War History Online presents a Guest Article by Pietro Giovanni Liuzzi
In the early hours of 3rd October 1943, a number of German Naval vessels arrived in the Aegean Sea between the islands of Pserinos and Kalymnos, approximately 4 miles from the Island of Kos.
The Italian lookouts along the northern coast between Marmari and Cape Sabbia near Lambi alerted the island command overloading the telephone system with continuous reports.
The Command was alarmed but did not believe the reports because British surveillance assured them that the Germans had insufficient ships for a seaborne invasion. They also thought that they might be British ships transporting materials and reinforcements to the units already on the island.
Meanwhile, the largest of the three German units had already begun to invade the island. At seven in the morning, a beachhead on the Tigaki coast was already consolidated.
Within a few hours, other German troops had beaten the advanced Italian defence. The villages of Pyli, Asfendiou, and Zia were occupied, and then they headed westward for the airfield.
Meanwhile, the German forces, reinforced by the second arrival of units turned southeast and headed for Kos Town.
The three British companies who were ordered to defend the Tigaki – Platani line were ,after a short fight, unable to stop the enemy advance and retreated. The majority of men reached the Turkish mainland by various means. The remainder were captured, treated as prisoners of war, and after being initially assembled on the ground floor of the Governors Palace, were transferred to concentration camps in Germany.
By 20.00 hours Kos was occupied.
A second smaller German contingent disembarked on the south coast of the island near the Spa advancing over the hills sloping to the sea. This unit, after climbing the hills with the help of mules used to transport munitions and other equipment, found themselves behind the Italian artillery batteries. After close-quarter fighting the German unit won. They encountered heavy opposition near Platani where two companies, one Italian and the other British fought valiantly until they were defeated.
The third contingent, a naval and a paratroop unit, should have taken the airfield at Antimachi defended by Italians supported by a British company. Its landing in Camari Bay were delayed by rough seas. This meant that the area where the paratroops were due to land had not been secured and many of them were killed while in the air by the Italian defence.
Finally, the remaining naval units and paratroopers met up and together with the troops landed in Tigaki made their way to the airfield which was taken quickly.
The military action to take Kos was well planned. Experienced German troops, fresh from the Russian and Baltic conflict, having the latest equipment and with strong air cover, advanced, rapidly overpowering the British who, although well equipped, were poorly trained. The British unit was the Durham Light Infantry who for the previous two years had been employed on Malta cleaning up bomb damage. They had only received two weeks training in the Egyptian desert before being sent to Kos.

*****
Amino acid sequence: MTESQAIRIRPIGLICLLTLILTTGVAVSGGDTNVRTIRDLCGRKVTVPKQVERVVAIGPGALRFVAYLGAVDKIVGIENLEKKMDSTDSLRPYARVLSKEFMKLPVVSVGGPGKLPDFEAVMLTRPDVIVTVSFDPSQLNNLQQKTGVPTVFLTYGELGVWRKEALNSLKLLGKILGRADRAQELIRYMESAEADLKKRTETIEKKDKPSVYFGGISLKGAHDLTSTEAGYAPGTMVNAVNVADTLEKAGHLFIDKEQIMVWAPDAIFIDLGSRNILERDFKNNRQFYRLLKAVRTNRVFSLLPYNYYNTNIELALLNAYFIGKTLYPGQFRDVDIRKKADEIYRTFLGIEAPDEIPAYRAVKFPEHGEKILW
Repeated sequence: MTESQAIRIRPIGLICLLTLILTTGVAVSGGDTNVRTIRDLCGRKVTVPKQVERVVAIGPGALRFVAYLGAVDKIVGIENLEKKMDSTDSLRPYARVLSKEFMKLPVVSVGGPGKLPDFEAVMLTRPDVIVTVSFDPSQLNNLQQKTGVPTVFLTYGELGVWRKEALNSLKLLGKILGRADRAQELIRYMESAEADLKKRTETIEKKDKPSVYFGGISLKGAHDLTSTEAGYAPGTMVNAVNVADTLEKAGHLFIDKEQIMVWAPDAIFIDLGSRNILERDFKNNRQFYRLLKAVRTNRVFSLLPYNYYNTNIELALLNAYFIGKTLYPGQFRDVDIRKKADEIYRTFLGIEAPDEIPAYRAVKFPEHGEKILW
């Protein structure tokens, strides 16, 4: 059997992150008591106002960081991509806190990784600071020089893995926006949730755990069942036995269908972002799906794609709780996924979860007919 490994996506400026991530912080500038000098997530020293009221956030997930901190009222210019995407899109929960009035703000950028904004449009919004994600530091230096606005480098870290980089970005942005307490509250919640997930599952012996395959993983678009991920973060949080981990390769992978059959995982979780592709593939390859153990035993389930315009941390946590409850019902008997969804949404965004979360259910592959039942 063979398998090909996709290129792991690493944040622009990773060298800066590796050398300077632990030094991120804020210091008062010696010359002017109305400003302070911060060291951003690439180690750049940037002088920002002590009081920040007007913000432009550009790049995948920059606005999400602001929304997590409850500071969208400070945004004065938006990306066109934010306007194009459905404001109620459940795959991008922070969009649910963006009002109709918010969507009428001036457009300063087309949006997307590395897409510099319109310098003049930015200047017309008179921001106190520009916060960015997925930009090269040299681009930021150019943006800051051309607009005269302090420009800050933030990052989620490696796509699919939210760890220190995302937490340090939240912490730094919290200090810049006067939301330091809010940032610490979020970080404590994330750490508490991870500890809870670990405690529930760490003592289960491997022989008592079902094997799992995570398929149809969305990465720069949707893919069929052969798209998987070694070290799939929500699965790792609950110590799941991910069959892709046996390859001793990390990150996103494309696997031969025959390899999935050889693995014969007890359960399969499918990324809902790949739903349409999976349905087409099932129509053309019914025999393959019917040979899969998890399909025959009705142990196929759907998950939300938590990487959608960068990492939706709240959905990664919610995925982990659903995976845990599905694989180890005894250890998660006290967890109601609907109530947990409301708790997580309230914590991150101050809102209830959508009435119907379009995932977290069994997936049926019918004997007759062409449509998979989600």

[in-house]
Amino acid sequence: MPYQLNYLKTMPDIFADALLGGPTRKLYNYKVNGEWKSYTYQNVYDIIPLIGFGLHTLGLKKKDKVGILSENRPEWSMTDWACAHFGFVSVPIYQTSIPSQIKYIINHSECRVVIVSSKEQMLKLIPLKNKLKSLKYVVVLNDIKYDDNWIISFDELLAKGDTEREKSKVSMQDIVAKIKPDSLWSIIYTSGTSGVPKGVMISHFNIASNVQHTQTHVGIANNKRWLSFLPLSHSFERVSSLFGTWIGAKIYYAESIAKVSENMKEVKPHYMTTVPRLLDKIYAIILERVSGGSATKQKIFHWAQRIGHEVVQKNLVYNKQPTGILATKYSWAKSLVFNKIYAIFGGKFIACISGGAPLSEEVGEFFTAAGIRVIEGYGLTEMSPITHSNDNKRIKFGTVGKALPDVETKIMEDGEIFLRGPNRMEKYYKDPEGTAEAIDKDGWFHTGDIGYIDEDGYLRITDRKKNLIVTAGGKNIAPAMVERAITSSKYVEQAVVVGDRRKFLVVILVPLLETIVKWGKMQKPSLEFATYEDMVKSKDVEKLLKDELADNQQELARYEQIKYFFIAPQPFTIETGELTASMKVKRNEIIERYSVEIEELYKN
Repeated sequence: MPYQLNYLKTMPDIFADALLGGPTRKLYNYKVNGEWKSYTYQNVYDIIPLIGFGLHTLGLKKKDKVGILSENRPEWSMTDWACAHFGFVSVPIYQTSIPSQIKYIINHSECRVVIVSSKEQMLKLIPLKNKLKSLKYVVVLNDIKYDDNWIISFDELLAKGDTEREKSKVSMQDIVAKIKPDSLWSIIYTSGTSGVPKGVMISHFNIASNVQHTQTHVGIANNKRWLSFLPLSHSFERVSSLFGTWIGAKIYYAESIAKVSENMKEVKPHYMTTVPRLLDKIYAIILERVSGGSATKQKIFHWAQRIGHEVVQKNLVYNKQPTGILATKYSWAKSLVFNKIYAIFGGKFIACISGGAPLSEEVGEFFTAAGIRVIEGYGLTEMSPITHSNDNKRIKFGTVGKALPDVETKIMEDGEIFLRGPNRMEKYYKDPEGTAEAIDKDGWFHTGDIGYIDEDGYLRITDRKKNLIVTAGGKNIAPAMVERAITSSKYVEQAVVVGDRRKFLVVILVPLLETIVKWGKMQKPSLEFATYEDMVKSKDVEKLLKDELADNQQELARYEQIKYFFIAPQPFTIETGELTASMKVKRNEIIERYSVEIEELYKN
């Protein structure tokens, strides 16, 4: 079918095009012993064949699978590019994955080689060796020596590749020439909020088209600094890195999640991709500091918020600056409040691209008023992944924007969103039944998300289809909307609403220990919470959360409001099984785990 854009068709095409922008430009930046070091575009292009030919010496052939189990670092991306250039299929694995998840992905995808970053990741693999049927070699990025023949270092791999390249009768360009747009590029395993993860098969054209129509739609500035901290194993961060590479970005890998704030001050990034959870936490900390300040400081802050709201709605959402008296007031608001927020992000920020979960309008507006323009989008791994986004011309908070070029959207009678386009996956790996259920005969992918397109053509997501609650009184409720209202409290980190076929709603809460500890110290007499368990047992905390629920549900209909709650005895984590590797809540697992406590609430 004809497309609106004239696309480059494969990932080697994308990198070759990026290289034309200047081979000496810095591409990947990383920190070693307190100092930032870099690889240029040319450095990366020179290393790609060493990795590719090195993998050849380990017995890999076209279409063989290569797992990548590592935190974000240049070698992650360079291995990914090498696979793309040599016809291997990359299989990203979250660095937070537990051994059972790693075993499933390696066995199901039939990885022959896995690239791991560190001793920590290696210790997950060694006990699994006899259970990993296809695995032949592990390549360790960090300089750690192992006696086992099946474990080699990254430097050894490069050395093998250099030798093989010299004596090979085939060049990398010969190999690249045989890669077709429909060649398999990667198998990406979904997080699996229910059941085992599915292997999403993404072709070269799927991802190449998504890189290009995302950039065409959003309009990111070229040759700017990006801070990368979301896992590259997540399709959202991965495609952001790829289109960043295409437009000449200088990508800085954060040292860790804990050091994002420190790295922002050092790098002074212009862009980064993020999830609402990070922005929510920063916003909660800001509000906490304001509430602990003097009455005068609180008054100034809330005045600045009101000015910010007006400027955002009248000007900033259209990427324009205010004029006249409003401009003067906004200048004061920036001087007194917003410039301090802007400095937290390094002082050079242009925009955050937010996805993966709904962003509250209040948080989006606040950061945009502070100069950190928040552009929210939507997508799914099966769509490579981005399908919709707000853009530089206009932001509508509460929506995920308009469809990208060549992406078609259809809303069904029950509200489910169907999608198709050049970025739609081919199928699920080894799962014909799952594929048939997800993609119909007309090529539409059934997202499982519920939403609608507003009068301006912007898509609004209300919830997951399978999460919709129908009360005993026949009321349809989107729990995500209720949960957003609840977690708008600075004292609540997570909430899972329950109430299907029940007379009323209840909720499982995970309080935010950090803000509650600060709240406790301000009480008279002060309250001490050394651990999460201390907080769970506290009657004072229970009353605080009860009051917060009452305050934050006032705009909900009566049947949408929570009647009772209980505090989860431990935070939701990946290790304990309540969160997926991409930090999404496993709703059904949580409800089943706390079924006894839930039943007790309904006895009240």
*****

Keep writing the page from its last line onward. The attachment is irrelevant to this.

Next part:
Kos, like Kefalonia, received no allied support. Mainly because of the difficult situation, the Allies found themselves in Italy following the Armistice on 8th September. Badoglio was foolish in declaring war on Germany on 13th October, 51 days after the Anglo-American armistice, and failed to stop German reinforcements by the Brenner Pass which made the Allied advance difficult.
The Nazi Wehrmacht troops collected 3500 Italian soldiers and interned them as traitors in Kos Castle. The German State exempted them from the Geneva treaty and allowed the German troops to treat them brutally.
There were 148 Italian Officers in Cos on the date of the attack. Some were killed during the fighting, while others were in hospital before being sent to prisons in Germany. 110 officers were collected in the Vittorio Egeo barracks near Prophet Elias hill in Linopoti. They were invited to serve in the German army, seven accepted; the other 103 were transferred to the small port of Tigaki in tiny groups where, they were told, they would leave for prisoner of war camps on the continent.
Instead, a few kilometres away, they were shot by a machine gun hidden in the bushes. A year later 66 bodies were found in 8 mass graves in “Campo delle Fosse” Linopoti. There was no trace of the remaining 37.
The Italian authorities refused repeated requests by the Comitato Caduti di Kos carry out a search because of the lack of reliable information.
In 2015 a group of Italian volunteers, funded by some of the families and friends of the officers, carried out excavations in “Campo delle Fosse” for a week.
The group managed to find one of the three possible mass graves described by Father Bacheca, a priest present at the early research, in his 1947 report which is in the archives of the Italian Army General Staff.
Many objects belonging to some of the officers (including a gold medal, a denture with two gold teeth, a fountain pen with three gold rings, and a pair of spectacles) were found and are now in the Museum of Modern History opened in Kos by the President of the Hellenic Republic on 7th March 2016.
The few skeletal remains, examined in the Department of Paleo-radiology at the University of Trieste, belonged to two young men aged 26 (84 of the 103 Italians were under 28). The remains were buried on 29th May in a tricolour flag at a religious ceremony at Cos Catholic Cemetery sadly without military honours.
Their viaticum was accompanied by three chimes of the Bell of Memory, donated by the Province of Latina, which will chime on 6th October every year to keep the Memory alive.
By Pietro Giovanni Liuzzi
“Operazione Lisia : alla ricerca degli ufficiali italiani caduti a Kos, 6 ottobre 1943″